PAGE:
Dead Verbs Don’t Move! (Revised).

imagesWhen you’re writing a novel, you want to use concrete, everyday verbs. Examples of these are jump, smile, run, look, show, and eat. You can picture the actions in your head and there is no ambiguity.

He ran down the street and jumped over the fence.

Replace weak or dead verbs with concrete verbs as often as possible. I say as often as possible, because there will be rare occasions when the weak or dead verbs are necessary.

Weak verbs usually end in ‘ate’ or ‘ize’. You know the ones. Some examples are finalize, incorporate, anticipate, categorize. They leave a vague sense of action without spelling it out. As a reader you have to reach for it, and these verbs can really way down your sentence.

The bookkeeper utilized her expertise to manipulate the numbers.

Dead verbs don’t evoke movement or images. They stop the action. They allow us to generalize instead of provide the details necessary to picture what is going on. They tell us what’s happening when we want to see. Examples of dead verbs are was, is, were, are, could, had.

Cassandra was angry.


Cassandra picked up the flower vase and threw it into the wall. She stomped across the room, slamming the door as she left.

I think you get the picture. Something to think about. I hope this helped.

-Jan R

Dead Verbs Don’t Move! (Revised).

Different Types Of Rejection – You Mean There’s More Than One?

AAEAAQAAAAAAAAToAAAAJGVjNmM0MTJjLWM5NTQtNDU0Zi04MjI0LTU3Yjg3ZGM5Y2MxMwI know I’ve written a few blogs on rejection over the past year, but let’s be honest, if you are a writer, it’s a part of life. If you want to be a writer, you have to learn to accept them graciously and learn from your mistakes, or maybe your not mistakes.

That didn’t make sense, but what I’m trying to say is you may not have made a mistake. There are so many reasons a piece of work is rejected, and it may have nothing to do with the quality of your work.

I ran across an interesting article in Writer’s Digest this month that listed the 5 types of rejection letters that agents send out. I added a 6th rejection, even though it isn’t a written response, it is fairly common.

  1. The form letter – Thank you so much for your interest in our agency . . . . I’ve gotten quite a few of these.
  2. The sympathetic feedback dump – I’ve received this one on a few occasions, and  was happy to receive a real and personal response. The agent offered invaluable advice, and while it was a rejection, she was thoughtful and kind. Instead of saying this is a bunch of crap not fit to publish, she politely said, it’s not ready for publishing.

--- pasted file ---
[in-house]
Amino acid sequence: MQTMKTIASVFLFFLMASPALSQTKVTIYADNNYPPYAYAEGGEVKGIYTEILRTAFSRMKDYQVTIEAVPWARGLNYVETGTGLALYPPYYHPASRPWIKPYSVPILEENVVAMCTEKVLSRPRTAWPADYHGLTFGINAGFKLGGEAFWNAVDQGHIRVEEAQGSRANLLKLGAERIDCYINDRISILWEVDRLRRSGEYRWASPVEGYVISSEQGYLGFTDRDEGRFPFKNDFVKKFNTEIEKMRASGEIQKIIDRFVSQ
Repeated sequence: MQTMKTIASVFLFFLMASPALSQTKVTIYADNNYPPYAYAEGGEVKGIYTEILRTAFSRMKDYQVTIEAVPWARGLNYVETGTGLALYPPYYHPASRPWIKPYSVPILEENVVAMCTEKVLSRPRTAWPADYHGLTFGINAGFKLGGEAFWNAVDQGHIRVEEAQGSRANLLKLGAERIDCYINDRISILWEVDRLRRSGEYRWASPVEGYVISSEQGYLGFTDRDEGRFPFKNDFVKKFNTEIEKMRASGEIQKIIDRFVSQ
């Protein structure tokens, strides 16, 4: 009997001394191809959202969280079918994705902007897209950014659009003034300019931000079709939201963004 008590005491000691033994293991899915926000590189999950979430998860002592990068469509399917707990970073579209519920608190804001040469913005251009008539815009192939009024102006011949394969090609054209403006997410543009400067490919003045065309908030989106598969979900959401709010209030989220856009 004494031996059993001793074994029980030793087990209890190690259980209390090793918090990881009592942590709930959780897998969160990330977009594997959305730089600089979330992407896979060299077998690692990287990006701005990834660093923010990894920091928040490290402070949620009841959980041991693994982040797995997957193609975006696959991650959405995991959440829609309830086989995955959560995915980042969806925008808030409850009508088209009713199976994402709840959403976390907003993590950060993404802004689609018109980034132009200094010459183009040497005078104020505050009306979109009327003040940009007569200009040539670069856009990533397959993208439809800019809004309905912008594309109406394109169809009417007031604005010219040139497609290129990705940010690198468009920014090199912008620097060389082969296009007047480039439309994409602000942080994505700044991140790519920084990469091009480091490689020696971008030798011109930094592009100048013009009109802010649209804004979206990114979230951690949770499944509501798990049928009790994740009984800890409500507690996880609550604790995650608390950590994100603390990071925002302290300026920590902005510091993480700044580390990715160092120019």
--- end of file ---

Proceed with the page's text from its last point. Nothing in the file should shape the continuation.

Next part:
3.  The insult – So thankful I’ve never received this one. It’s hard enough to accept rejection without having someone rub it in with discouraging words.
  4. The ramble – You read it over and over and still aren’t sure what the agent is trying to say. Did they accept it or reject it? I have to admit one of my letters was somewhat confusing. While the agent said it wasn’t quite ready, she was very nice and offered suggestions to make it ready. Was she waiting for me to make the corrections and send it back? Was she just helping me out with future queries?
  5. The sales pitch – Your rejection comes with an encouragement to purchase a subscription to the magazine you’re pitching to. So you’ll know what they are looking for.
  6. The none response – It deserves an honorable mention. I think this is one of the worst. You wait and look for weeks and months for some type of response before you accept the fact that they are not interested and aren’t even taking the time to inform you.

Remember, even rejections can offer valuable insight to carry you forward. Use them to your advantage.

Something to think about.

-Jan R

Different Types Of Rejection – You Mean There’s More Than One?

Offer Your Support – Be A Friend!

friendship-ancient-roman-how-to.jpgI’ve been in a crazy busy season over the past year. I’ve allowed distractions to get in the way of my blogging and writing. I know we all have times in our lives when we have pulled away from the things we want to do to put out fires and handle a crisis, but I let mine get out of hand and it really impacted my writing time as well as my relationships with fellow bloggers.

I went back to my posts and found a blog I had written several years ago for inspiration. If You Build It They Will Come.  The gist of the blog was if you want to have friends, you have to be a friend. They want just come without an invite.

You can put your thoughts out there in a blog and you might get a hit from time to time, but developing relationships, supporting fellow bloggers, and just taking the time to say hey, can make all the difference in the world.

Something to think about.

-Jan R


Offer Your Support – Be A Friend!

Plot Holes-Just For Fun :-)

Hopefully, at this point, you know what plot holes are. They are gaps or inconsistencies that go against the flow of logic established by the stories plot.

When you are writing, you know what’s happening and you may not question why Suzie is talking to Jeff about needing a job in one paragraph and working for him in the next. I’m not saying you need every little step in order for your reader to follow what’s going on. I’m sure most people don’t want to know she woke up, took a shower, put on her favorite dress, ate some Cheerios, and brushed her teeth with Crest toothpaste before walking out the door to go to work, but if Jeff gave her a job, I think that’s pretty darn important. This is a missing plot piece.

Like I said, you know what’s going to happen next so you can smooth out the inconsistencies in your mind while you’re reading, but your reader does not. They are left confused and questioning how the character got from point A to point B, or why they can’t progress to point C – when it’s the logical choice.

The following pictures showcase a few infamous plot holes that should help you understand a little better what I’m trying to say.






I think you get the picture. Make sure your plot makes sense. Your reader is smart and they will catch on. Push them too far and you may lose them.

Hope this gave you something to think about.

-Jan R



Plot Holes-Just For Fun :-)


Cb3l1HoVAAEOgtTSince my adventure began six years ago, I have read numerous stories from well known authors about their journey to becoming published. I put so much time and effort into my craft I couldn’t help but feel discouraged, and I wondered what I was doing wrong. It helped and encouraged me to know that I was not alone but in great company.

The one common theme in all of their stories was perseverance. The agent that worked with me on my book, always ended her critiques with don’t give up. Perseverance is the one characteristic that all successful writers have.

If you have a high quality, marketable piece of work, persevere and you will eventually find an agent and get published. Kathryn Stockett wrote The Help over a five year period of time, then had three and a half years worth of rejections. 60 in all. It was agent 61 who took her on. The book spent 100 weeks on the best seller list.